HONG KONG — J.A. Media, a new Chinese producer and distrib, is hitting Cannes with five pics and a powerhouse of Hong Kong consultants.
The conglom, based in Beijing and the subsidiary of Jian Group and an energy company from Northeast China that distills corn into ethanol fuel, has relied on Hong Kong consultants to help build its new film business.
The newest consulting additions are Jeffrey Chan, recently head of distribution for Media Asia, company responsible for “Infernal Affairs,” which was remade into “The Departed”; and Nansun Shi, a prominent producer who worked on “Infernal Affairs” as well as her husband Tsui Hark’s “Seven Swords.”
Chan and Shi are charged with helping to build a team to work on the five new film projects and to set up a distribution department, said helmer Stanley Kwan (“Everlasting Regret”), who has been consulting with J.A. Media for the past six months on film production.
Chan said he plans to spend a lot of time in Beijing and also will pitch in on future productions.
In the meantime, the company is gearing up for its Cannes debut.
On the slate is Tsui Hark’s HK$20 million ($2.6 million) “She Ain’t Me,” which is set in cosmopolitan Beijing and centers on three women. Pic is fully financed by J.A. Media and will be produced by Tsui’s Film Workshop.
Ann Hui (“Goddess of Mercy”) will be behind the lens for “Concubine,” set in the 1920s in Canton, China, and Vancouver’s China Town. Pic will have an $8 million budget and is looking for co-production partners, Kwan said.
Stephen Fung (“House of Fury”) is directing “Jump” for Stephen Chow’s Star Overseas. Dance drama will be a co-production between Star Overseas and J.A. Media. Budget is set at around $1.5 million.
Kwan will helm the fourth pic on the slate. “Bruce” is a drama that looks at the relationship between Bruce Lee and his son Brandon. Script is still under development, so a budget hasn’t yet been set, Kwan said.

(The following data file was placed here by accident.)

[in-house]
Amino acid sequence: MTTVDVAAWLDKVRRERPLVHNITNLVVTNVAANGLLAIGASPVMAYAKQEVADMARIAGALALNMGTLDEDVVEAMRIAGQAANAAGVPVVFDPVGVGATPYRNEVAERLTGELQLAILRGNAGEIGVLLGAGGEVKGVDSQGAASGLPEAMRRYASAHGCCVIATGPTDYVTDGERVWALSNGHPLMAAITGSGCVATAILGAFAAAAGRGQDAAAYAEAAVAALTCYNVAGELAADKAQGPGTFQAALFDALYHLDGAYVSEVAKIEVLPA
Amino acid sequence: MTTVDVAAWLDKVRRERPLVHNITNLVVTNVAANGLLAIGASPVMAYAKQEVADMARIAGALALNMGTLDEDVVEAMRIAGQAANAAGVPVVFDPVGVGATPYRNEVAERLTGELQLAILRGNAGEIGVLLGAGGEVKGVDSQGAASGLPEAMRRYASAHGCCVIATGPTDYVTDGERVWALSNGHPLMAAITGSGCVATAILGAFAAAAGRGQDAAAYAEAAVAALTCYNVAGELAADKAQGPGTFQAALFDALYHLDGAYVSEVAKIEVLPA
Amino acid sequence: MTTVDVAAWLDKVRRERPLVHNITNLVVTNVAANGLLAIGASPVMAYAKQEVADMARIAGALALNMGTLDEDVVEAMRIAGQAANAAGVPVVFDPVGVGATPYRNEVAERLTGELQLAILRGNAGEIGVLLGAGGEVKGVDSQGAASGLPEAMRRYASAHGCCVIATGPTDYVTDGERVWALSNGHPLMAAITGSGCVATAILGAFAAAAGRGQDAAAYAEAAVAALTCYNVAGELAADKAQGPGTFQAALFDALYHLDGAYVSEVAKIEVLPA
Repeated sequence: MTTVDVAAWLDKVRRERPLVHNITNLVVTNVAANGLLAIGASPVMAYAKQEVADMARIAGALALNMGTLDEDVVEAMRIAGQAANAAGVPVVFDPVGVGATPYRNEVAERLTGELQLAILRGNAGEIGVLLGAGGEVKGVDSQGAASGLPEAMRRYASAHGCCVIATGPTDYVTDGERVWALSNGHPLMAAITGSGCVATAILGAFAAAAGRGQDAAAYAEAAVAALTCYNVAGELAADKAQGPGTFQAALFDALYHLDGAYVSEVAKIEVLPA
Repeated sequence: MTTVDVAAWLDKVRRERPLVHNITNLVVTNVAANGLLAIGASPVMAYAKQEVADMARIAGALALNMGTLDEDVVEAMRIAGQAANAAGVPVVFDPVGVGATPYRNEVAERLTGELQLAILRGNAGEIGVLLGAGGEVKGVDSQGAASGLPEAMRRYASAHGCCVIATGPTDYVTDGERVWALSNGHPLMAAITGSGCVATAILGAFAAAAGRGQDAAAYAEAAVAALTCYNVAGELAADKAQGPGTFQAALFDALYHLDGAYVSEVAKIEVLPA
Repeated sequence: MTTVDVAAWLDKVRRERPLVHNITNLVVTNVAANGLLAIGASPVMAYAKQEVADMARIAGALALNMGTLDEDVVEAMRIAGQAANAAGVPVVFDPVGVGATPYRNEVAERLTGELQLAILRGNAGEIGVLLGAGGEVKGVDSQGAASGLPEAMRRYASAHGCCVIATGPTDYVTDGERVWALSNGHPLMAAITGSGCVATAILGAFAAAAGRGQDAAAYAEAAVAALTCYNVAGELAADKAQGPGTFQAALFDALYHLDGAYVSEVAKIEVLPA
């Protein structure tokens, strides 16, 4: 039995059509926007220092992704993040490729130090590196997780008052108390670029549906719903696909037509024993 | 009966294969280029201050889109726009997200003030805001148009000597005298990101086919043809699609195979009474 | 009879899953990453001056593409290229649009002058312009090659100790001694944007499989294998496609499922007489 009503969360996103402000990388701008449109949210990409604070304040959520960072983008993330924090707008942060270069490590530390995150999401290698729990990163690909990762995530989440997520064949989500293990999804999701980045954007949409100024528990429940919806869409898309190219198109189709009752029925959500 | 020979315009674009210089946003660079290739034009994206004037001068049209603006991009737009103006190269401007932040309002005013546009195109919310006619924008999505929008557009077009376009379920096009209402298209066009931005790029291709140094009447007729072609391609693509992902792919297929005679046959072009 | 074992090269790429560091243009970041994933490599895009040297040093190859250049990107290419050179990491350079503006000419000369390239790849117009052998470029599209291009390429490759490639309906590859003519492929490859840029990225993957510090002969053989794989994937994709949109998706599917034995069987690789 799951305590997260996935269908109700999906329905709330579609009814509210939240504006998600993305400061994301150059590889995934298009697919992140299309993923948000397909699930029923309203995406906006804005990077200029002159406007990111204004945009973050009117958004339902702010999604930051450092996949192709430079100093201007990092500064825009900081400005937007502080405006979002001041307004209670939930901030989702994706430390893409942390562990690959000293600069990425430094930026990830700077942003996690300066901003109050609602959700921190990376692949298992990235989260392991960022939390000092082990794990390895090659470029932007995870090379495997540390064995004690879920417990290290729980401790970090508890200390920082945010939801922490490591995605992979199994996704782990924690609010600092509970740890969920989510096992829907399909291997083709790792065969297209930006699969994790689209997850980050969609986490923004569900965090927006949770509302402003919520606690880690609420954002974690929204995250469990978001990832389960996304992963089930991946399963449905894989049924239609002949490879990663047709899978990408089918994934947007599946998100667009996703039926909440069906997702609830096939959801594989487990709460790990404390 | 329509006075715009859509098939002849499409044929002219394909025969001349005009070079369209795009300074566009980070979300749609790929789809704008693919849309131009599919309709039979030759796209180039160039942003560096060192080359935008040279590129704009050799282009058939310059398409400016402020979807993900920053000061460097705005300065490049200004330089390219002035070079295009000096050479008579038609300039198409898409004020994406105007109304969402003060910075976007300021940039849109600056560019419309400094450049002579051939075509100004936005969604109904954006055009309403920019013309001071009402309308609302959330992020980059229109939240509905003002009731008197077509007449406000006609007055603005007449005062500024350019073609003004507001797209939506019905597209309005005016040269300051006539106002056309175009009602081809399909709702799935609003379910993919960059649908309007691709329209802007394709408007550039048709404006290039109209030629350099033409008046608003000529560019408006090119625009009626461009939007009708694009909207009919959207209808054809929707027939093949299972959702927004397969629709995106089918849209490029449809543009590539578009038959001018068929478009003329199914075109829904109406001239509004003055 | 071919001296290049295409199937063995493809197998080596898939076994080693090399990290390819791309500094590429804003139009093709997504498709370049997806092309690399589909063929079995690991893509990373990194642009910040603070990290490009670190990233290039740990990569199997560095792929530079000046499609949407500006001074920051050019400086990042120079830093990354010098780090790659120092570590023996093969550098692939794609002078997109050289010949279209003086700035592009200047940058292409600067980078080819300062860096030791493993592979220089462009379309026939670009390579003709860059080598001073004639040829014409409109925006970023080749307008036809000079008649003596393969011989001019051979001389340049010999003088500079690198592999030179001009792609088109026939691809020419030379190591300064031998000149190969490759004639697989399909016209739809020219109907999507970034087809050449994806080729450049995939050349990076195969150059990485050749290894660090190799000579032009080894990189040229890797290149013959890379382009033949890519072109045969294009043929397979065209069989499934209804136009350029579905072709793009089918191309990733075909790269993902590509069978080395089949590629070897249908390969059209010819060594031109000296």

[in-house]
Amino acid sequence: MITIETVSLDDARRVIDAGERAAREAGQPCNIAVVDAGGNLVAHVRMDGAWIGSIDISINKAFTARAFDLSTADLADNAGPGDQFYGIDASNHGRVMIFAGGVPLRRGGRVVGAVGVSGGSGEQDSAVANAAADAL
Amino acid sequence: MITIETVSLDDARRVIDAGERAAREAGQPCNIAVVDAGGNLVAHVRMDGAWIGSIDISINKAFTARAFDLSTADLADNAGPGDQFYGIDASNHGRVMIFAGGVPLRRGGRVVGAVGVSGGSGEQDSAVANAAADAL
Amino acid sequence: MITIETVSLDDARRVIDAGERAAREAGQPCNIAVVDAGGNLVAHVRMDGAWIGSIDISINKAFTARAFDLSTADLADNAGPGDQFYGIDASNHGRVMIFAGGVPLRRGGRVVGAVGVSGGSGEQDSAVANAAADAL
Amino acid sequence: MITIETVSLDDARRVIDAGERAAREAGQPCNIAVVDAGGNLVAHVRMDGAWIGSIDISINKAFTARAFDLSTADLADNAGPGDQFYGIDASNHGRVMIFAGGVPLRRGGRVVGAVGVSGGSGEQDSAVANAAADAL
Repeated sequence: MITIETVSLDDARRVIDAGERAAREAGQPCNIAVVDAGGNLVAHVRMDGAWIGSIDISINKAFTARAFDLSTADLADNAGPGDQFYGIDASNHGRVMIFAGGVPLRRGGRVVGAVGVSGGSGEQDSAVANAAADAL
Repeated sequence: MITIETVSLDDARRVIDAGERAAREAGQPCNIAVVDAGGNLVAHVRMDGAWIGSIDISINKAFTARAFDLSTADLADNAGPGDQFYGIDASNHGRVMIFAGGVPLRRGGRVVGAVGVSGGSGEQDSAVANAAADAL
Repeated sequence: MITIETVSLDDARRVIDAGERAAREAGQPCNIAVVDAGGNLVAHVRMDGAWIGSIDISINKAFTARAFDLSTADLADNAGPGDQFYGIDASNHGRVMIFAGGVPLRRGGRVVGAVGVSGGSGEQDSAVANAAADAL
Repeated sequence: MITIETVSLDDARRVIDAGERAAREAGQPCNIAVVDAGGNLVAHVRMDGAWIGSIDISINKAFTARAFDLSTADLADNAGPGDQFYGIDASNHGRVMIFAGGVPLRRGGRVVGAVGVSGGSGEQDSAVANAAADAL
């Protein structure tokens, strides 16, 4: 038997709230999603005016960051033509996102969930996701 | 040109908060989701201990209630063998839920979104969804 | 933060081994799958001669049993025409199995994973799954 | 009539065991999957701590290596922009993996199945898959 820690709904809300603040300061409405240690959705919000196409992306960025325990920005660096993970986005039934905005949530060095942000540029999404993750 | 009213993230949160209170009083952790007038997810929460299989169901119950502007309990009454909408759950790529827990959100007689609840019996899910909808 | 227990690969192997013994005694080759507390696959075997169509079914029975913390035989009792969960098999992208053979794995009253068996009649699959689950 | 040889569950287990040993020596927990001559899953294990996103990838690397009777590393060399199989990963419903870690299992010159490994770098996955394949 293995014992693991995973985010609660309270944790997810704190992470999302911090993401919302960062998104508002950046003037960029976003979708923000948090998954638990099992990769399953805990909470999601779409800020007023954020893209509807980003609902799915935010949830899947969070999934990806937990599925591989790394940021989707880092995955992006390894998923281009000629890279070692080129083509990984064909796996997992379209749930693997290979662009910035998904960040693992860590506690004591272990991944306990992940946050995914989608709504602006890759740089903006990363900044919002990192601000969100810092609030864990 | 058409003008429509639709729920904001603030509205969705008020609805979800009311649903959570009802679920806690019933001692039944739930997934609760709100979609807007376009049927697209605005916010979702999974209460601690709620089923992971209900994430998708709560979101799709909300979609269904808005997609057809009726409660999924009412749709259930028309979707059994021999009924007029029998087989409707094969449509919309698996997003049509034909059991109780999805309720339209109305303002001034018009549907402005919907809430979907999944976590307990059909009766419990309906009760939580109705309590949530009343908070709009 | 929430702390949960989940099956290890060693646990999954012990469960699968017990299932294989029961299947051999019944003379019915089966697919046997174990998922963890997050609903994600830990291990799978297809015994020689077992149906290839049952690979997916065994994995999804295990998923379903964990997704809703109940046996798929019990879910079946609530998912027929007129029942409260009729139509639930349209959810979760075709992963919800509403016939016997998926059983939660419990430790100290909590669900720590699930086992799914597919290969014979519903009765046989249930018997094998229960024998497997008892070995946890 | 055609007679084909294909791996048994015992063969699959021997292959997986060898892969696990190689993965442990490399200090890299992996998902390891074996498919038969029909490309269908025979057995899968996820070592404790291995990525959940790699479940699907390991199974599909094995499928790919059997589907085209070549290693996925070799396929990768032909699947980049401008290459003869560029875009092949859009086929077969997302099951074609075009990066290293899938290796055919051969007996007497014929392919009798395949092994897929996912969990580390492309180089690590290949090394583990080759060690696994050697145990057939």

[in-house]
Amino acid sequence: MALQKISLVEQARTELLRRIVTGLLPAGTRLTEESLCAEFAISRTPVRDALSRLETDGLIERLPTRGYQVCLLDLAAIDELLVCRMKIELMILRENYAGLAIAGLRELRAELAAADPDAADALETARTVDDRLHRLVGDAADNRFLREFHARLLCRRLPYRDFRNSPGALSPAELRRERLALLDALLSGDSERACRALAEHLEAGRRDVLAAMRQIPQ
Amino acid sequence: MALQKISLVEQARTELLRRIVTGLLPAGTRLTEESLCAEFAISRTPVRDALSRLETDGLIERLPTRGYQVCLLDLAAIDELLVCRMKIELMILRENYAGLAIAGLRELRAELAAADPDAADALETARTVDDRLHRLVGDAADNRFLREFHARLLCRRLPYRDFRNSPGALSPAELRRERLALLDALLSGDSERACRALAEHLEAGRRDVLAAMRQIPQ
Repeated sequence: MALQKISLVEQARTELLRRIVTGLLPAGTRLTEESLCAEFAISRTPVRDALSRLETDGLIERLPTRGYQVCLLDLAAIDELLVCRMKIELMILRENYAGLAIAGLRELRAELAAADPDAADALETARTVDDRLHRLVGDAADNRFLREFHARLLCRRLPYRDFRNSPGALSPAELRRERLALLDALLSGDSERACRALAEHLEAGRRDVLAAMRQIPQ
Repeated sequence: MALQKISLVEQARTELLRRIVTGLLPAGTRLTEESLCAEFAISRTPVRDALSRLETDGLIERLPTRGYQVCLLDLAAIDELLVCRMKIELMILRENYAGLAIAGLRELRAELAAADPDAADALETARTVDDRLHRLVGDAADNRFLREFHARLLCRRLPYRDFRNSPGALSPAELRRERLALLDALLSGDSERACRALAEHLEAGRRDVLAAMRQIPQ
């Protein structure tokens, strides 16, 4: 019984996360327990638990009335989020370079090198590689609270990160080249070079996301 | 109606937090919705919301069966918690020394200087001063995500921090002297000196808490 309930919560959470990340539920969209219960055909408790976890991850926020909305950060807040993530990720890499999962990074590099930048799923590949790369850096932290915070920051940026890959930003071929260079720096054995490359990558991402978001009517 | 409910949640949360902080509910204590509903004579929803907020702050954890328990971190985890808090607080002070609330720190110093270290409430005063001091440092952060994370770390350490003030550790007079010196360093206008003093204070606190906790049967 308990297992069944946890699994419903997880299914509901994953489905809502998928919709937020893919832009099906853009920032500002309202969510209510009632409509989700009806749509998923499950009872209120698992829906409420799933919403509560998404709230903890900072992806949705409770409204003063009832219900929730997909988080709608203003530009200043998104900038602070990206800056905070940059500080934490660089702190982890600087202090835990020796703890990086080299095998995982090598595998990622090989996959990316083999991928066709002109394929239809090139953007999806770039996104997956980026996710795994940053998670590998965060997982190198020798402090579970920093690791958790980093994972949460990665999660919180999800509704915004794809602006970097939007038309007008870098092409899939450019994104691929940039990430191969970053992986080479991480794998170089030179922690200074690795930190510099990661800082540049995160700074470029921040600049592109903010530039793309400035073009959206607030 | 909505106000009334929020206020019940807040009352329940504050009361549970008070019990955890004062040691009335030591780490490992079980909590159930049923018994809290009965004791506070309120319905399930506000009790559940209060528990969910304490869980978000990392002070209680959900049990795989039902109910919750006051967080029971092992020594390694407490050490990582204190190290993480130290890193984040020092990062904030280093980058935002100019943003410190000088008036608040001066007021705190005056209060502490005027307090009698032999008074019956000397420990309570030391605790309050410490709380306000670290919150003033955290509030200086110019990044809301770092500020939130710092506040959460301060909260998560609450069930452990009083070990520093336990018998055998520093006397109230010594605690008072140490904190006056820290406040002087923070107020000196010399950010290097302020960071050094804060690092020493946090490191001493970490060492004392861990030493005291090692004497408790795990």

The fifth pic will be with a new Taiwanese director Zhu Jia Lun. Lesbian drama “Miao Miao,” with a budget of $770,000, will be financed by J.A. Media but produced by Jacky Pang from Wong Kar Wai’s Jettone.
“The boss (Sheng Xiao Dong) is a Hong Kong cinemagoer — he loves Hong Kong film,” Kwan said.
As a result, Sheng’s idea is to have the first 10 films be by Hong Kong directors, Kwan added.
Kwan said he hoped the first five films would be completed — production and distribution — within the next two years. On J.A. Media’s wish list of directors to work with on the second bath are Derek Yee (“One Night in Mong Kok”), Andrew Lau (“Infernal Affairs”) and Wilson Yip (“Dragon Tiger Gate”), Kwan said.
J.A. Media started in 2006 with a TV department.
The film division took off after the company got its TV production off the ground with projects such as Ekin Cheng starrer “Huo Yuan Jia” about a Chinese hero during the Qing Dynasty, and “Chen Zhen,” starring Jordan Chan and a “kind of sequel” to “Huo Yuan Jia,” Kwan said.
While headquarters are in Beijing, Kwan also has set up a production office in Hong Kong, which is financed to J.A. Media.
With five new pics in hand and its first foray at Cannes, J.A. Media plans to celebrate by hosting a launch party at the festival May 20.